“Nothing reduces the odds against you like ignoring them.”            Robert Brault

 Spring 1976 – Philadelphia, Pennsylvania: When Dick Vermeil was hired as head coach of the Philadelphia Eagles, he inherited a team with nine straight losing seasons. Desperate for talent, Vermeil held an open tryout camp for all-comers. More than 600 primarily ex-high school jocks showed up, including 30-year-old Vince Papale, an enthusiastic high school teacher, part-time bartender and Eagle season ticket holder in Section 724.

Papale grew up in Glenolden, a Philadelphia blue-collar neighborhood. His father, a sheet metal worker in a steel mill, shared a love for the Eagles with his young son. Growing up, Papale was always the smallest but fastest kid in school. The 5’6” and 145-pound Papale finished fifth in the state pole vault as a high school senior.

On a track scholarship, Papale attended St. Joseph’s College in Philadelphia and competed in the long jump, triple jump, 400-meter hurdles and pole vault. After earning a business degree, he returned to Interboro High School as a teacher and junior high track coach. While playing in a Philadelphia touch football league sponsored by local pubs, he led the league in receiving and made the all-star team. Papale’s success led him to a semi-pro club, which played on Saturday nights at high school football fields and paid players $50 and a six-pack of beer each game.

Two years before Vermeil arrived in Philadelphia, the World Football League, a startup professional league, formed. To the amazement of his buddies, Papale made the team as a wide receiver. He caught a dozen passes before the league folded halfway through the 1975 season. He made $16,000, about $4,000 more than his teaching job.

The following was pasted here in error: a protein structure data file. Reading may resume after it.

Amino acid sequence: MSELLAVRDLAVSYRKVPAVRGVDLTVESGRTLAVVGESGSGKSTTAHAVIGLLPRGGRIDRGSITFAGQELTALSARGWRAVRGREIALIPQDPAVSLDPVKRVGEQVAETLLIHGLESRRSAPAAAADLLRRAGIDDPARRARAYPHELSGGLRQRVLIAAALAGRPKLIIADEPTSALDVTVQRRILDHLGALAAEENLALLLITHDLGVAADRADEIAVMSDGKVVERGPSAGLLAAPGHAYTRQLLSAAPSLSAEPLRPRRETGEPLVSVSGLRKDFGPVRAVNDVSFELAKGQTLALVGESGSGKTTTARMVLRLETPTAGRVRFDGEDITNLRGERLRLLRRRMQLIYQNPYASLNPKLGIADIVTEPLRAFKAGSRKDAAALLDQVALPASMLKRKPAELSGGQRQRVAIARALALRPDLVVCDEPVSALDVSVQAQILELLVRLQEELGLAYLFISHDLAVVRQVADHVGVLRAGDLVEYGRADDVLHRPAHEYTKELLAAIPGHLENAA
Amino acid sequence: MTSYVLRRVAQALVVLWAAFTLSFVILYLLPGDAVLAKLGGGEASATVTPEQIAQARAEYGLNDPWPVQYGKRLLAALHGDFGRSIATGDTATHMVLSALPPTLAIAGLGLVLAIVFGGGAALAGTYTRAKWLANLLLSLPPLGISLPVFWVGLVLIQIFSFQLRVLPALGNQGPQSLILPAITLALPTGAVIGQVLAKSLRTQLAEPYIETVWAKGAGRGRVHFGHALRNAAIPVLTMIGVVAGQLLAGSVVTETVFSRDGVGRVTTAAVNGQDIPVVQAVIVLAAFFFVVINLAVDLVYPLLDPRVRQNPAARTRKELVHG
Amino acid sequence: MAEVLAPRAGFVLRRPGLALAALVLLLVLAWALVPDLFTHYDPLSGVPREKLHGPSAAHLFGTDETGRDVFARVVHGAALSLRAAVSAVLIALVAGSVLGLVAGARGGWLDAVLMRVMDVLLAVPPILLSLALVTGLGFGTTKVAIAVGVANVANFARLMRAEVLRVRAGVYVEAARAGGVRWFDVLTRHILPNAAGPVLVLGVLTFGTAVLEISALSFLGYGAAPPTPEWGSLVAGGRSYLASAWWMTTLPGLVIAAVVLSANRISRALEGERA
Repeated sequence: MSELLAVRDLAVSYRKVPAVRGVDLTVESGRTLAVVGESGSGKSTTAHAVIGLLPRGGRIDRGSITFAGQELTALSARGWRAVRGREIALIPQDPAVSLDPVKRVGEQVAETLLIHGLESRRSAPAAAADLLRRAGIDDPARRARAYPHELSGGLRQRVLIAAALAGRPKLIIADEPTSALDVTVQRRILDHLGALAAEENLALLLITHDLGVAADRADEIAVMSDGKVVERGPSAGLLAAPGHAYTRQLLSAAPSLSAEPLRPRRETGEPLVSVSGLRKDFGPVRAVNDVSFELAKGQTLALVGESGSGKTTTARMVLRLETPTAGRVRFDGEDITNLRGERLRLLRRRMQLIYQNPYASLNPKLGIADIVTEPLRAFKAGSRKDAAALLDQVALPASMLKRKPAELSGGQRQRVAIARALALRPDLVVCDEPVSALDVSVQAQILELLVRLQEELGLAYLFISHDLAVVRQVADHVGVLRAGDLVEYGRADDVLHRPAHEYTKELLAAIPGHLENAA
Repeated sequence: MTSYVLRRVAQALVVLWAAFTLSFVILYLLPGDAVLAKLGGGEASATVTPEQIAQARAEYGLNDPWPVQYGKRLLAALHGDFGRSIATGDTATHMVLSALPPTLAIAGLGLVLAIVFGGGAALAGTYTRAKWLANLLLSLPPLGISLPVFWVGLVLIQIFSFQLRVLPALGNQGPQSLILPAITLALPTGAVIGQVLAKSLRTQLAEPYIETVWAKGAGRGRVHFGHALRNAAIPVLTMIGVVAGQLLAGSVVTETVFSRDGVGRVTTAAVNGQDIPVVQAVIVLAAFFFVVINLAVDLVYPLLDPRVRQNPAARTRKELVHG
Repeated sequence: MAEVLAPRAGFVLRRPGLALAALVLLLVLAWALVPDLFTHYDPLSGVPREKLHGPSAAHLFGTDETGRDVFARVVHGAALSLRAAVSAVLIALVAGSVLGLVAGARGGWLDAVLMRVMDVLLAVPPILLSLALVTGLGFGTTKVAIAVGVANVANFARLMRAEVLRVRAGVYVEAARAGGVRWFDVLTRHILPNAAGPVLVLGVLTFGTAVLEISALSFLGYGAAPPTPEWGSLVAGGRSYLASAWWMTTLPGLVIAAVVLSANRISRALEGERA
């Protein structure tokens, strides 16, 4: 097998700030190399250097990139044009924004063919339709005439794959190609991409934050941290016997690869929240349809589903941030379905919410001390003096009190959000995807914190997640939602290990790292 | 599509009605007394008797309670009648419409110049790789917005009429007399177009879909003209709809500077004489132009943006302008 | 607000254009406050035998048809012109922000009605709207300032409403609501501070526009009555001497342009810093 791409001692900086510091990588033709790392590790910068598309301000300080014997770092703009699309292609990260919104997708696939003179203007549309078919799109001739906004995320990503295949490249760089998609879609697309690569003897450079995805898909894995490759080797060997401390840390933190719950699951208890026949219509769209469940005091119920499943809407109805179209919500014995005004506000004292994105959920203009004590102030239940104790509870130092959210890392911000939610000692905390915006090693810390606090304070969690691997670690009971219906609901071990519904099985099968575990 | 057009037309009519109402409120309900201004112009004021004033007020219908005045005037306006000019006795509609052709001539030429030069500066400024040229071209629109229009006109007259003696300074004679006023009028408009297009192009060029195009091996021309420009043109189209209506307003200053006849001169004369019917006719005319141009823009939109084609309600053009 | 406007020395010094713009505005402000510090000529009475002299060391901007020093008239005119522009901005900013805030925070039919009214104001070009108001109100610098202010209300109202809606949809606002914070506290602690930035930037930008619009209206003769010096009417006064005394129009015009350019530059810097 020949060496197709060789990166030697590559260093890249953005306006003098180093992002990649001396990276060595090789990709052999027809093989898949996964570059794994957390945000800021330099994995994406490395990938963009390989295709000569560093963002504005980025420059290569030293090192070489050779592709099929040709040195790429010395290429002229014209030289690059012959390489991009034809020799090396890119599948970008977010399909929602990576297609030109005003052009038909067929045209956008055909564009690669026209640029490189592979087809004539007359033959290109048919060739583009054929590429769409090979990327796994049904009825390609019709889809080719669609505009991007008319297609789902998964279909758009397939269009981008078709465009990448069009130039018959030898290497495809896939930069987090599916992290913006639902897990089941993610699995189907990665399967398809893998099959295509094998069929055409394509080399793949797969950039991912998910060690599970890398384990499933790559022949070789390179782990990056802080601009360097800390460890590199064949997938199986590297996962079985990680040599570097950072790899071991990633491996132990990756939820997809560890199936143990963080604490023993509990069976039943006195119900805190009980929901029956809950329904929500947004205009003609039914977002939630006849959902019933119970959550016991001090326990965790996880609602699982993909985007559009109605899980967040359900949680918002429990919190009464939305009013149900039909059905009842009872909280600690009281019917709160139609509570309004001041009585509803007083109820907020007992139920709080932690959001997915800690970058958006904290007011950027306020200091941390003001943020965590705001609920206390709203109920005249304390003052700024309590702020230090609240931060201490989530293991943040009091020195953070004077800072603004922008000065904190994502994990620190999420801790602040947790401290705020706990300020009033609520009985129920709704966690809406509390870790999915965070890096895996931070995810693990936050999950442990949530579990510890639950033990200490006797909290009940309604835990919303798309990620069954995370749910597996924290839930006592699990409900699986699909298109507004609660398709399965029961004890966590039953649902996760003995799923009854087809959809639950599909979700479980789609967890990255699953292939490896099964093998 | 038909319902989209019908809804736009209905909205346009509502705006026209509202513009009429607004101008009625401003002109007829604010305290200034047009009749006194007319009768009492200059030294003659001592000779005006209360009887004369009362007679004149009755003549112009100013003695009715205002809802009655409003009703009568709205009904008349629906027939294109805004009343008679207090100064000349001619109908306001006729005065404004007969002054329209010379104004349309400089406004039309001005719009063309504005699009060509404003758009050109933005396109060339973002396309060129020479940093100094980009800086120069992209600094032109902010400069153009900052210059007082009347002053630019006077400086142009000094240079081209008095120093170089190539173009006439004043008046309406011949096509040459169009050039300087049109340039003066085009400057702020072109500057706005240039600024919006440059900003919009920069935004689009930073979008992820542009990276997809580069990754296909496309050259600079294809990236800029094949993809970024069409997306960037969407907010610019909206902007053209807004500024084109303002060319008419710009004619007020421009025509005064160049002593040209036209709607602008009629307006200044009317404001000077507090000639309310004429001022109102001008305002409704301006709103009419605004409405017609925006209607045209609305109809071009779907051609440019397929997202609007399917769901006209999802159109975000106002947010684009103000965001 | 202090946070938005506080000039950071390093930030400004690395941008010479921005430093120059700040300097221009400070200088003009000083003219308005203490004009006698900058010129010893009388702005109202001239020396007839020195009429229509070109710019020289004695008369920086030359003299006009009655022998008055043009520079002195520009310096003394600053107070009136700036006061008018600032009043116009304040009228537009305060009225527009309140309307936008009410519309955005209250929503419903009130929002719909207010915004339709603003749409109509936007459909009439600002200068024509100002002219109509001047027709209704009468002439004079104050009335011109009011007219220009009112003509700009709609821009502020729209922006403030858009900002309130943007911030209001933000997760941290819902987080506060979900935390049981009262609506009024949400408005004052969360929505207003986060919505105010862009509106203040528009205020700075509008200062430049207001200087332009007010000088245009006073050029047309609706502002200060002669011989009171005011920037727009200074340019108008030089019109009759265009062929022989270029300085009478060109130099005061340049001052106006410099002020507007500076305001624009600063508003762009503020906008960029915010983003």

When Dick Vermeil held his tryout camp Papale, now at 6’2” and 195 pounds, decided to give it a shot after a buddy told him he had “one in a gazillion chances to make the team.” The first time the coaches timed him at 40 yards, they assumed the stopwatch was wrong and made him run again. Once again, he ran a 4.5-second time, the fastest at the tryout. Although Papale survived 12 brutal days of two-a-day practices and made three player cuts, no one on the team took him seriously, that is until he made the final roster in early September.

On September 19, 1976, 30-year-old Vince Papale became the oldest rookie to ever play in the National Football League. In a made-for-Hollywood moment, Papale ran the length of the field when the Eagles came out of the locker room. He stopped in the end zone and pointed to Section 724, where his dad and his “gazillion-to-one” buddy were going crazy. During the fourth quarter, Papale returned a fumble for a touchdown, clinching Vermeil’s first win for the Eagles.

Vince Papale played three seasons for the Eagles, mostly on special teams. In his second season his teammates elected him special teams captain because of his kamikaze–style of play. He played like a guy who did not know how long his career would last. When the movie “Rocky” premiered in 1976, the Eagles’ fans were already cheering for their Rocky Balboa in football cleats.

“Vince Papale was a 30-year-old rookie with no right to be on the team,” said Dick Vermeil. “He only got invited to training camp to fill out the numbers. We signed a local schoolteacher to a football contract and his tough, hard-nosed, don’t-tell-me-I-can’t-do-it attitude inspired a whole city.” Vermeil took the Philadelphia Eagles to the Super Bowl XV where they lost to the Oakland Raiders.

Today Vince and his wife, Janet, a former member of the 1970-73 U.S. World gymnastics team, live in Cherry Hill, New Jersey. Vince, now 75, retired from Sallie Mae Bank, where he was a senior account executive. He remains a diehard Eagles fan and season ticket holder.